One thing small businesses can do to get financing is to apply for special loans guaranteed by the SBA. Although the SBA doesn’t lend money directly, small businesses can go to a bank and apply for an SBA-guaranteed loan. One SBA program, for instance, guarantees up to 50% of a loan up to $350,000 for borrowers that meet certain requirements. Because the lending bank is still responsible for half or more of the loan if the borrower defaults, getting a loan isn’t as easy as getting a mortgage loan was several years ago. But the SBA guarantee can make a big difference.

Unfortunately, banks seem to be tightening the strings on SBA-program loans. The SBA reported a 30% drop in the number of guaranteed loans in the year that ended Sept. 30. Although banks cite declining credit quality among applicants, borrowers claim the process of obtaining loans has become more difficult.

Putting it on the card
Alternatives to traditional bank financing for small businesses aren’t attractive. Some businesses have used online loan services like Prosper and LendingClub to get financing directly from individuals. Although some owners successfully find financing at fair rates, concerns about how diligently these services pursue borrowers who default on their debt have led some prospective lenders to bow out of the service. In turn, that’s made it more difficult for responsible borrowers to find money.

Other business owners increasingly rely on business credit cards to cover expenses and make ends meet. But with extremely high interest rates even for borrowers with good credit histories, it’s easy for a small business to find its entire profit margin going to cover just interest payments. In addition, with many lenders decreasing credit limits on cards, the timing couldn’t be worse for those who’ve turned to cards as a last resort.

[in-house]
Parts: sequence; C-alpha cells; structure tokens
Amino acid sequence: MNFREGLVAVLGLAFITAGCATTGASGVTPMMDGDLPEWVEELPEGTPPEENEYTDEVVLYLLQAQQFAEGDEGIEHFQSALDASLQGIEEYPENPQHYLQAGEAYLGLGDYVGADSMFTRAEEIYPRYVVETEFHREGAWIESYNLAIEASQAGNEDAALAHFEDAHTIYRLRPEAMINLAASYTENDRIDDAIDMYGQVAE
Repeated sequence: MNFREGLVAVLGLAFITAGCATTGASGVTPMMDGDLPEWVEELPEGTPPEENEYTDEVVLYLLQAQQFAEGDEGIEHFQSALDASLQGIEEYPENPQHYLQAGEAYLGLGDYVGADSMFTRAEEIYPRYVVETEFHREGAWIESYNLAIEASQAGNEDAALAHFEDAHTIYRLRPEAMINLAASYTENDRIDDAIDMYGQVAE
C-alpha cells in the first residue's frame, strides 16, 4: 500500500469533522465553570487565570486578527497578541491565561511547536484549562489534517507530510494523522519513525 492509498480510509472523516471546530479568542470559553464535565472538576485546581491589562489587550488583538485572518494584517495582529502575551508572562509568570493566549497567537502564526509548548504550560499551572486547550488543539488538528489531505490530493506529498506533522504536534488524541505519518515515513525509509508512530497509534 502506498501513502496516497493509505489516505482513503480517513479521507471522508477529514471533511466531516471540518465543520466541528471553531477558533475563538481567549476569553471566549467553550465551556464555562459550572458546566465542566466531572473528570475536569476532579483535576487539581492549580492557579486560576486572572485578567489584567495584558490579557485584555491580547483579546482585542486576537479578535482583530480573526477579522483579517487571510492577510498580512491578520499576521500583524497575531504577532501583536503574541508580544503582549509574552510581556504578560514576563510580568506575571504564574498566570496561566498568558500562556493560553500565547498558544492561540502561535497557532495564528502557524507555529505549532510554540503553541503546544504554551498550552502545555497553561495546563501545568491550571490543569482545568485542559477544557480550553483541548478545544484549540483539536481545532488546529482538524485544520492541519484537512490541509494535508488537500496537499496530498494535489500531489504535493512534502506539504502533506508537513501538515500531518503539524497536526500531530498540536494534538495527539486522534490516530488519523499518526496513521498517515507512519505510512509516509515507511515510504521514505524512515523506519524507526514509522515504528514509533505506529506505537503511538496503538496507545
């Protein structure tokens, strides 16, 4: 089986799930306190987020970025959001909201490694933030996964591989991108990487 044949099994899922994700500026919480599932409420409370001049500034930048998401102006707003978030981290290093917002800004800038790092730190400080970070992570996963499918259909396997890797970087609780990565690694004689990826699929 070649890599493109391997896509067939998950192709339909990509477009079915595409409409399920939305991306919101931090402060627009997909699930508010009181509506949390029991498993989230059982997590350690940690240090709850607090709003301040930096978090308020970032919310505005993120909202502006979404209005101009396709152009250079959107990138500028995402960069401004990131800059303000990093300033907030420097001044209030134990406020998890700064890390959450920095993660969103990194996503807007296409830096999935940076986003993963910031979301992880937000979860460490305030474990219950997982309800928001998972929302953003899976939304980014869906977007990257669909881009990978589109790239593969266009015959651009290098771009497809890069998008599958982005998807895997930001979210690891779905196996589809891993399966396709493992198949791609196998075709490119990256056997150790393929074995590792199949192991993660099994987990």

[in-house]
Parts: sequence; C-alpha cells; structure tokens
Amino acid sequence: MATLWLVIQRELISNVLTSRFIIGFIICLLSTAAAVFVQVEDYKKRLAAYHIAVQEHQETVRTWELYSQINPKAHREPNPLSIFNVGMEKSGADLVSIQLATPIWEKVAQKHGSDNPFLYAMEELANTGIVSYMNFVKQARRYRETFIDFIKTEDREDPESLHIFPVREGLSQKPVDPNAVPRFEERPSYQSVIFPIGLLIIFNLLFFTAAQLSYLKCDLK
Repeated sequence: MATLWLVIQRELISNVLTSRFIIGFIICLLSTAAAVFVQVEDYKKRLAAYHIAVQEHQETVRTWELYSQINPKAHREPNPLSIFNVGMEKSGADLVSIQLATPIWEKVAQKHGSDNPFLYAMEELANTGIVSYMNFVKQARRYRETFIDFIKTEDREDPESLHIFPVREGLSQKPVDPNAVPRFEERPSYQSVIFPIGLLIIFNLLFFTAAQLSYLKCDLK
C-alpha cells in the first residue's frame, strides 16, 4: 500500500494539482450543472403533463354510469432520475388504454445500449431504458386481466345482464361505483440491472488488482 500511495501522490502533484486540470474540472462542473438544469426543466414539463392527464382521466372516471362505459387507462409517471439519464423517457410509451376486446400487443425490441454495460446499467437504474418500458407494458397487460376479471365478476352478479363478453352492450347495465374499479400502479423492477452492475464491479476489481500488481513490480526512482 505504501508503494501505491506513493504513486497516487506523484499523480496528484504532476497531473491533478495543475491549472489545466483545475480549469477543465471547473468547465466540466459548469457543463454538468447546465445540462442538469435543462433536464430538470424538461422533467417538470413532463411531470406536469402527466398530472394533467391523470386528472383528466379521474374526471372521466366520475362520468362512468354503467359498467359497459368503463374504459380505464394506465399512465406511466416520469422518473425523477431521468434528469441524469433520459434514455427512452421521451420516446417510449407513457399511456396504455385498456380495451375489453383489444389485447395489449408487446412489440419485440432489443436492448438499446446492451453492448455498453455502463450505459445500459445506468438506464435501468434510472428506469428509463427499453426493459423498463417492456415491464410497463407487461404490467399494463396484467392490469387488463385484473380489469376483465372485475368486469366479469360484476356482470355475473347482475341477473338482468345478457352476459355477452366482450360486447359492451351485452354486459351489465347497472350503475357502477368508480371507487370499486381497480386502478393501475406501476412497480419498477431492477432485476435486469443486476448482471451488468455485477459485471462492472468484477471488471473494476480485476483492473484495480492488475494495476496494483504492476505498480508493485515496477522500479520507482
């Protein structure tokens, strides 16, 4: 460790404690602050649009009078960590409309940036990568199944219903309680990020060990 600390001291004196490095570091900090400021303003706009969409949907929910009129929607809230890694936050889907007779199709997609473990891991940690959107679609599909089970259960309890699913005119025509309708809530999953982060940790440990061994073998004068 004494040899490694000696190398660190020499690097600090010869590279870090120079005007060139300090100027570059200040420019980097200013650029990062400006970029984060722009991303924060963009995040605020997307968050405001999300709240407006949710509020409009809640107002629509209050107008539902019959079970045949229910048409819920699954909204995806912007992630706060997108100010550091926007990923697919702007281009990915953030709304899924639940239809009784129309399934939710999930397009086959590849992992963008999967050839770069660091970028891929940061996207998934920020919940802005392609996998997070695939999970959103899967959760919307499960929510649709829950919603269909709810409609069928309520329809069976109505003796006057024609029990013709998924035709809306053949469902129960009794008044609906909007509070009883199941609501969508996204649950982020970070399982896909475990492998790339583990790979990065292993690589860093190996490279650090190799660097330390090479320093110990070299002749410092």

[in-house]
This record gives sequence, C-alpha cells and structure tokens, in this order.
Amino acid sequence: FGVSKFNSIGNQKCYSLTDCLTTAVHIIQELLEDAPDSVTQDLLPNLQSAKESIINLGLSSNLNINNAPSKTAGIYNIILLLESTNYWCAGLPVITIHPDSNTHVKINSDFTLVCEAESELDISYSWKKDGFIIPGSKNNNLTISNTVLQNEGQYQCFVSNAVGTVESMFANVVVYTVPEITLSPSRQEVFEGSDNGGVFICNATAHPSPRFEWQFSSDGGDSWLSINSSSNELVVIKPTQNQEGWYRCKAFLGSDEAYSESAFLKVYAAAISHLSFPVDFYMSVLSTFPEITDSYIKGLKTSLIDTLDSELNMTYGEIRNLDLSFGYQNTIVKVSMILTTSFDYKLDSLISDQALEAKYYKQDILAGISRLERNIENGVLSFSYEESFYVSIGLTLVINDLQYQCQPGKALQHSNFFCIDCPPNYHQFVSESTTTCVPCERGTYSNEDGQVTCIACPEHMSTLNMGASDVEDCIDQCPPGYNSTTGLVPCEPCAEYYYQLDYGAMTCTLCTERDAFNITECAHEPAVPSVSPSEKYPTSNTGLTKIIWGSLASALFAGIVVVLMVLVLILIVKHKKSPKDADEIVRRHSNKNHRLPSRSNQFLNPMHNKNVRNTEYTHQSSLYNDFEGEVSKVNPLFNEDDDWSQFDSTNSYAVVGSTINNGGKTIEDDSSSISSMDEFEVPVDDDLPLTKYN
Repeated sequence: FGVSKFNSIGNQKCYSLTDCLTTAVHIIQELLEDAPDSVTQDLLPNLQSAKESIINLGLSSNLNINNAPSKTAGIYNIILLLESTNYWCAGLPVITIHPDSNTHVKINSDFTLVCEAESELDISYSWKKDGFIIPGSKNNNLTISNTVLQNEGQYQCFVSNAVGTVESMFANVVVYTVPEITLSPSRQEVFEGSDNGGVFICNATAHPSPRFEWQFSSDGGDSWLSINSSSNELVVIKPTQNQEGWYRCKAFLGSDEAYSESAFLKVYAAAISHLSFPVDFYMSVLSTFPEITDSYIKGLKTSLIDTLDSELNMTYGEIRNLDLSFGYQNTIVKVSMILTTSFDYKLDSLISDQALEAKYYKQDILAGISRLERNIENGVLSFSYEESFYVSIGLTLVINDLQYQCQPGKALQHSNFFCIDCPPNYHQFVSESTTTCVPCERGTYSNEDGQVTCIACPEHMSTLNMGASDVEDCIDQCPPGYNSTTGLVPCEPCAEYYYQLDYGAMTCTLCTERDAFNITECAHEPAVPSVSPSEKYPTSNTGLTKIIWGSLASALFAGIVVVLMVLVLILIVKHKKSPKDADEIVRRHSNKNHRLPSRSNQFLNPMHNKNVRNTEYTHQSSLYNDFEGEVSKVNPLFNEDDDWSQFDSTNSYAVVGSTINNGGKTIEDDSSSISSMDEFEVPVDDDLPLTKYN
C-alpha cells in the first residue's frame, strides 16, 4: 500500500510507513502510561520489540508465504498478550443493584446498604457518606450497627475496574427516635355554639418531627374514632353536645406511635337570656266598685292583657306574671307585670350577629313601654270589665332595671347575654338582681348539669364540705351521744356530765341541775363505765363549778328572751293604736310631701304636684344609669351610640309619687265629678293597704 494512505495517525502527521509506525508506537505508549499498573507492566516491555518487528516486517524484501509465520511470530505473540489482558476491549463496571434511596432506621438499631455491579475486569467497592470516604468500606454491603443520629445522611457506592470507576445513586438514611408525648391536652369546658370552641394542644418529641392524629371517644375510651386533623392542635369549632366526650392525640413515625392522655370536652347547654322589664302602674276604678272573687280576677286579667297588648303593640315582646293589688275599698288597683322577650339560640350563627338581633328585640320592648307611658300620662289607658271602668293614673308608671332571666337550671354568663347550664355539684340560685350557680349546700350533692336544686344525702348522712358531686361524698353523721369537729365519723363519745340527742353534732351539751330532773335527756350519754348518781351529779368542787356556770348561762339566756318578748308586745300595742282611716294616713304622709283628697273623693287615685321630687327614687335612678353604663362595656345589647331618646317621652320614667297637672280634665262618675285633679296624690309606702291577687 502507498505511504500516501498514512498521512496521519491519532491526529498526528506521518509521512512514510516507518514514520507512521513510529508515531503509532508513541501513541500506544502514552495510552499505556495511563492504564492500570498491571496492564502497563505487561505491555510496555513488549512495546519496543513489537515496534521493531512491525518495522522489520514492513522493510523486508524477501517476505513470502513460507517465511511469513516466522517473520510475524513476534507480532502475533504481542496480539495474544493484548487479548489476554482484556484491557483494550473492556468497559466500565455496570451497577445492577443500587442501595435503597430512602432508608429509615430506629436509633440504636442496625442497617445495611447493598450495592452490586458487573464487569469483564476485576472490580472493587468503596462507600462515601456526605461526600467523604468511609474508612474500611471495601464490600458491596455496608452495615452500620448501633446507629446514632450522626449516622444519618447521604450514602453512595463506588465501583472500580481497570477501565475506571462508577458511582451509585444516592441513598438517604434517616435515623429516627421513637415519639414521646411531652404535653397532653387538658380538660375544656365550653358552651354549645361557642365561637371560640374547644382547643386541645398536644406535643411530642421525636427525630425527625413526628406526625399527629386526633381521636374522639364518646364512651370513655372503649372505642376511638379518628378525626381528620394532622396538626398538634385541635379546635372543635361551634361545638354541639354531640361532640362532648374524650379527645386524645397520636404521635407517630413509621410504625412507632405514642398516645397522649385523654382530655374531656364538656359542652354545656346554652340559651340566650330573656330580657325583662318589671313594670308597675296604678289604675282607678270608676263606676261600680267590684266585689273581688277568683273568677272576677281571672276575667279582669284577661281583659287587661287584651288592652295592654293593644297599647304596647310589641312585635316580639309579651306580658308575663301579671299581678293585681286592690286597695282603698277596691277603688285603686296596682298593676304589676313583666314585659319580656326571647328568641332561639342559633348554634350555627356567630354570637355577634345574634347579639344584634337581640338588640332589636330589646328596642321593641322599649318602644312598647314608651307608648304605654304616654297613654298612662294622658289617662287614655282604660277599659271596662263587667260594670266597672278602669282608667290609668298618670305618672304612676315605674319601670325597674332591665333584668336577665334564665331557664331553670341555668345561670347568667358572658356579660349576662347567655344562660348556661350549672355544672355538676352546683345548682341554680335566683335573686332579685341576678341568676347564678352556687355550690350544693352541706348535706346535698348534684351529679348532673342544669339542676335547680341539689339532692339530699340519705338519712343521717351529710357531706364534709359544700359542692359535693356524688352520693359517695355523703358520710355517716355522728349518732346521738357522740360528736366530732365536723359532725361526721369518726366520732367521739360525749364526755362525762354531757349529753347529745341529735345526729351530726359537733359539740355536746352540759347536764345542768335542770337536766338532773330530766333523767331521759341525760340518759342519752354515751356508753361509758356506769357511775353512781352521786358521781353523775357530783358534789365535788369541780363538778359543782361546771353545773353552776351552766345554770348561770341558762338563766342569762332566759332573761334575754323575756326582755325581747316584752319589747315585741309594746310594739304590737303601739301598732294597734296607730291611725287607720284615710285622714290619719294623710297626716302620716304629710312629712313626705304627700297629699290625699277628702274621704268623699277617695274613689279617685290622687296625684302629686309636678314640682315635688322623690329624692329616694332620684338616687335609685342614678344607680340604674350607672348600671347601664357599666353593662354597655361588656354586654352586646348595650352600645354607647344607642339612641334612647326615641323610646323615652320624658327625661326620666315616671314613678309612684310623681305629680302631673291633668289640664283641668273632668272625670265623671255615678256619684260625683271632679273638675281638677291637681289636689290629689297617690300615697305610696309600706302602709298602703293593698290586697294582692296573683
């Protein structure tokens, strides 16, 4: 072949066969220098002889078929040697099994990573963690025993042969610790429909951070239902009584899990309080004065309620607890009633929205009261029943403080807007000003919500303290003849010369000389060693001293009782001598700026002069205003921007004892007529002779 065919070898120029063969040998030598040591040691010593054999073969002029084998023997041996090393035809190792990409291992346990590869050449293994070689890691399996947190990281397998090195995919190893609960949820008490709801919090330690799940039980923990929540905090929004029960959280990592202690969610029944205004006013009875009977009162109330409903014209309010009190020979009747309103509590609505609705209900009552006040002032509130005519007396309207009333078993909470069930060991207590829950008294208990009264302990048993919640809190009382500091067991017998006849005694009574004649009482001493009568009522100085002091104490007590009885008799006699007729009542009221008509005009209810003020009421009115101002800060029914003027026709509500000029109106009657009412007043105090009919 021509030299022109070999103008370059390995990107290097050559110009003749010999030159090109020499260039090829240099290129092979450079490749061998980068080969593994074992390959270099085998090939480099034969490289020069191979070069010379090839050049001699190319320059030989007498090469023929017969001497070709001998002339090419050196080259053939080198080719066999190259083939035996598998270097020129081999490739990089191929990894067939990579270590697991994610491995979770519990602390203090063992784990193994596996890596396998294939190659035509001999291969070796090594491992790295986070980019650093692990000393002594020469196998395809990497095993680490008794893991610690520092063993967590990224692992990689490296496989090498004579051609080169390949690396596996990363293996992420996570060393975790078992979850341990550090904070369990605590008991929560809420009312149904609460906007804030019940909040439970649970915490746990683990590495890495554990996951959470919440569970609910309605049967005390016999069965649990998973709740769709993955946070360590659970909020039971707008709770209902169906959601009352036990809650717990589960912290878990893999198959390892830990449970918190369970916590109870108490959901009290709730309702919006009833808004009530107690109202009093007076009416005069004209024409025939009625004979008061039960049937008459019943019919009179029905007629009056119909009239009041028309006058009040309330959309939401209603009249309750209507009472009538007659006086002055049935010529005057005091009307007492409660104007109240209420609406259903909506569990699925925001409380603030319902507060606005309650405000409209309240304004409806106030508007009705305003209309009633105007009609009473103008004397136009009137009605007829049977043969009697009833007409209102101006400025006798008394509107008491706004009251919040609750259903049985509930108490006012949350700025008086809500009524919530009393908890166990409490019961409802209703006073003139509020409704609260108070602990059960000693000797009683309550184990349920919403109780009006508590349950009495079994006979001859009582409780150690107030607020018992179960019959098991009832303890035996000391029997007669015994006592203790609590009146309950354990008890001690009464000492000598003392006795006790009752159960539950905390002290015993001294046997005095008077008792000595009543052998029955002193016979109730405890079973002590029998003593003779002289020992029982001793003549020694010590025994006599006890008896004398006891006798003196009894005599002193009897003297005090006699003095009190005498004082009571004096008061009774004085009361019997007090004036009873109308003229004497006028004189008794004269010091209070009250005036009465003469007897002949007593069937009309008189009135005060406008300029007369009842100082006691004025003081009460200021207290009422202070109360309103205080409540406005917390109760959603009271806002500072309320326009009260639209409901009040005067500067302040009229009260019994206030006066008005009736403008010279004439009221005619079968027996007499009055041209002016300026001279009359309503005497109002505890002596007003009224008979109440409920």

No easy solution
In the end, what happens to small businesses on Main Street will depend largely on the health of the banks they use to obtain credit. Although big national banks like Citigroup (NYSE: C)and JPMorgan Chase (NYSE: JPM) may capture the headlines about the impacts of the bailout on the banking system, the primary question for small businesses is whether benefits from the bailout trickle down to small community and regional banks. It’s the health of those banks that will eventually determine the fate of small-business owners across the country.

Books:

This month we suggest you find readings that take you back to the basics, make you think and motivate you.  Books like Rich Dad/Poor Dad, Lee Iacocca’s first book, Donald Trump’s The Art of the Comeback, and Stress for Success.  If you are in financial trouble you may want to also read Total Money Makeover.  While we don’t subscribe/agree with everything we believe there are some great basic principals that you can pull from these books to help you pick yourself up and move forward.  Sometimes we just need to be reminded of the basics or be motivated by others.